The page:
Also, when working on the clothing, keep in mind where you’ll be cutting it for UV because you can pretty much form the topology based on it. For example, in this work I made a mistake with the jacket that could have been evaded had I thought through the stages in advance. Marvelous generates topology of course but it’s not fit for games that’s why I didn’t hesitate to remesh it in ZBrush when I was working on new wrinkles. Of course, you should improve the clothing in ZBrush by adding some wrinkles, seams and memory folds. I used a regular brush and smooth for that. After that I would press Remesh and get a geometry with all the wrinkles that I make and smoothed. This is how I got this result.
I’ve learned really much from this project and this course. I tried to use my time at CGMA to the full. I asked every question that crossed my mind and wrote them down to not forget. Basically, this is the first game character that I designed from start to finish and it gave me a complete picture of what I would be going through with this work. Now I can properly plan all my workflow, consider different parts of it which will let me save time. I’ve learned about different maps and how to use them and most of all now I know what Photoshop has to do with all this. I’m going to keep some tricks to myself because I don’t want to leave my mentor, Damon, without work. But I can say I really loved baking technique of some maps in Marmoset, it’s a wonderful tool.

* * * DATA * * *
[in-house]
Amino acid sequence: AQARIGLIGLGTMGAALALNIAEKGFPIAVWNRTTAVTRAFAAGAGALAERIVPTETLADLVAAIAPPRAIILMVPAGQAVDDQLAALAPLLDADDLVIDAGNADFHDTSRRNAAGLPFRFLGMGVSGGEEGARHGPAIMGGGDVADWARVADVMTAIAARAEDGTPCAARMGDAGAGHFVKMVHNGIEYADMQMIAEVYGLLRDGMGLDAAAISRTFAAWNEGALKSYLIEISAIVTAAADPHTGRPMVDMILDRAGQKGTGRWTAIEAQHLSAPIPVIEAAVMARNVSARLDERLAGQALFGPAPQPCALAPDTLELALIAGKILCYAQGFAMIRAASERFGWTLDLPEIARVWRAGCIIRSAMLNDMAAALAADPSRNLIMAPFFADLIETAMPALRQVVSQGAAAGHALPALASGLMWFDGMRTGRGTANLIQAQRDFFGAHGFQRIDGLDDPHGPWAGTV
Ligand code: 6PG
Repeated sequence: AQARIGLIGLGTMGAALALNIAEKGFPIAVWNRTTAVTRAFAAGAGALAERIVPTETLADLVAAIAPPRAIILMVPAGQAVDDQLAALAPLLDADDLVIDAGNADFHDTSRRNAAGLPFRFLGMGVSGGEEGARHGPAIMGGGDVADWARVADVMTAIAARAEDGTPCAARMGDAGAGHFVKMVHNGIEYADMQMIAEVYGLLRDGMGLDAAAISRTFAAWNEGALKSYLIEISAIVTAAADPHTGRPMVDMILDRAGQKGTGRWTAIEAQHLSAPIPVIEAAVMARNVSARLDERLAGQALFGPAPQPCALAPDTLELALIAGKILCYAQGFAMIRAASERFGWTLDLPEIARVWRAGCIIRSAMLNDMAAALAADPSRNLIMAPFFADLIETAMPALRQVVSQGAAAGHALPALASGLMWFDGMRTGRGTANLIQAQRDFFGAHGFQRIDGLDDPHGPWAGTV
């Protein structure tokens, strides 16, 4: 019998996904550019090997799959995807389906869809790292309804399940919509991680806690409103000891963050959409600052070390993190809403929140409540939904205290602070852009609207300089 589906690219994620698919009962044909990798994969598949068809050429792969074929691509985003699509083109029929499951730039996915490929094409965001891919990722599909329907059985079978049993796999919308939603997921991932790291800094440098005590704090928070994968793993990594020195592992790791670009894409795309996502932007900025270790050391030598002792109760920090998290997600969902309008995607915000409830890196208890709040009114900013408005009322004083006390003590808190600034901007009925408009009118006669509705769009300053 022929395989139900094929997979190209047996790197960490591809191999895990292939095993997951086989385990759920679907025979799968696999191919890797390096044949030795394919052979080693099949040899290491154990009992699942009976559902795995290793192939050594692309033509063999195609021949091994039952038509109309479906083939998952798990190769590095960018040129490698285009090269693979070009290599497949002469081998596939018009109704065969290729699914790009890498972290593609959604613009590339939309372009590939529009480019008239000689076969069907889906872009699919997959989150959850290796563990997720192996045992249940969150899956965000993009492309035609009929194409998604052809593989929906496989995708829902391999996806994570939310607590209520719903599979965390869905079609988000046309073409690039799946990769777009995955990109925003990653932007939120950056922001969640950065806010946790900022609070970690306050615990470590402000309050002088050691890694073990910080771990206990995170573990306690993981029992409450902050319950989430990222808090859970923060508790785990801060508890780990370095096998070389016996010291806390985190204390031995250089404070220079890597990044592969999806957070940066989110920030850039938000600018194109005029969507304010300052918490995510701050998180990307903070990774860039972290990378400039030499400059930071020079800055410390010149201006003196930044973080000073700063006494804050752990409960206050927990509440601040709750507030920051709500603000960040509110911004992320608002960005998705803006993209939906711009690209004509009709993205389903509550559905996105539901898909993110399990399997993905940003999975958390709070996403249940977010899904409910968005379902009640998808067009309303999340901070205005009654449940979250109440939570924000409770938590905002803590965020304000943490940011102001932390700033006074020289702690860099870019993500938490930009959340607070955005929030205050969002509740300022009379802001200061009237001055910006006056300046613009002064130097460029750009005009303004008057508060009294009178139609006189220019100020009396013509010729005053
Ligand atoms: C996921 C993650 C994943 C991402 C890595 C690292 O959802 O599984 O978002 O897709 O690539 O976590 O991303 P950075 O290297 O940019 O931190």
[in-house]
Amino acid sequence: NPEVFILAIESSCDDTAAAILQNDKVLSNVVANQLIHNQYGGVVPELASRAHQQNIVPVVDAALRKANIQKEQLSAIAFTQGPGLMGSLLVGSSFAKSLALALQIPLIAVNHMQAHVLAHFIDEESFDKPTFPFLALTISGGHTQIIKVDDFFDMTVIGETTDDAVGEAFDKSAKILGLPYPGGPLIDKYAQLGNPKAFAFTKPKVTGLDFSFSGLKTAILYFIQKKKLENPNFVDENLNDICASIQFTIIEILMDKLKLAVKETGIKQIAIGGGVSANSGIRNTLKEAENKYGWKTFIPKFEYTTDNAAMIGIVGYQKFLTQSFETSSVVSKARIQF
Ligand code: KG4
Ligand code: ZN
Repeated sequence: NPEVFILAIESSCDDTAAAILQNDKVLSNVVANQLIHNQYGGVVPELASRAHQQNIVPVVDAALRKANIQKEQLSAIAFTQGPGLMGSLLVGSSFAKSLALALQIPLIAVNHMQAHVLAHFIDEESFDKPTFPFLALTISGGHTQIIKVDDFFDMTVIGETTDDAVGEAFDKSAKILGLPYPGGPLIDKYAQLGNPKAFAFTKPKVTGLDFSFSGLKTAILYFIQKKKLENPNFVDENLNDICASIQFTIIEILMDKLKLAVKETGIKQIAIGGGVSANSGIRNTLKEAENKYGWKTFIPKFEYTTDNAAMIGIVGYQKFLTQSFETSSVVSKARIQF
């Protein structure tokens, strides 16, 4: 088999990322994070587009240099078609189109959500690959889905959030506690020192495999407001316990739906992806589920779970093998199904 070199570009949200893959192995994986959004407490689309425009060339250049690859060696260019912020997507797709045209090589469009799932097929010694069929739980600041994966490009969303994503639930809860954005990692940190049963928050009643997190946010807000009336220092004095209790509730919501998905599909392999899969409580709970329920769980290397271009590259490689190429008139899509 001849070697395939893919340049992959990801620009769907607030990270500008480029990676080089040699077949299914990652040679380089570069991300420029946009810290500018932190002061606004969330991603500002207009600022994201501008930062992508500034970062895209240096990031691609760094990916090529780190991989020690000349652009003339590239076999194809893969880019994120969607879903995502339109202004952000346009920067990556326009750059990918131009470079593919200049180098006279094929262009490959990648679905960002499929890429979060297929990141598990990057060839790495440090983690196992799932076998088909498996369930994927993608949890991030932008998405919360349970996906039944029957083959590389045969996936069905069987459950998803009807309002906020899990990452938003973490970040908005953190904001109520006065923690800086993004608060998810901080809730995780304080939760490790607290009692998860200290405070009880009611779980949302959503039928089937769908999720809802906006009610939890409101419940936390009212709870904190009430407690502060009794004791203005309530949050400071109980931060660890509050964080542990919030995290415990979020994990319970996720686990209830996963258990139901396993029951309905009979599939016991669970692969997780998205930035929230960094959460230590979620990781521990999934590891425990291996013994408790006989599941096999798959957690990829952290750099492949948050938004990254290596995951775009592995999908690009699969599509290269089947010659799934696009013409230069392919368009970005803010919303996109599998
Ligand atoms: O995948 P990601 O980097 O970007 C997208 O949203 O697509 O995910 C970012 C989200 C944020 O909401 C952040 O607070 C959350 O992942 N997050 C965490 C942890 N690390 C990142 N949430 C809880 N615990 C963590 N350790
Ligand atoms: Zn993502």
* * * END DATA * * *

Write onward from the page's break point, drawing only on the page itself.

There’re also useful techniques like combine and clean-up in Photoshop. Some things have become so deeply integrated in me that I can’t even single out a separate technique. Since I’m new to the industry, I’m like Pacman – I consume everything on end. But I still need to learn much more techniques to be able to tell one from another and navigate between them. So far, I’ve learned only this much but I can say that all of it is essential. I can’t point at a part of what I’ve learned and say that it’s less interesting and useful. No, actually baking and retopology were the least interesting parts =)
But the most important thing that my teachers have given me and what I’m trying to cultivate − it’s the way of thinking in CG. The way of thinking that gives the results that I would like to achieve. The rest is more like a bonus, an add-on. First of all, you need to establish everything in your head and everything else will follow.
Thank you so much for this opportunity to write about it, to thank my teachers and to share the beginning of my story in this powerful industry.
Paul Crafter, 3d Artist/Character artist.
Interview conducted by Kirill Tokarev.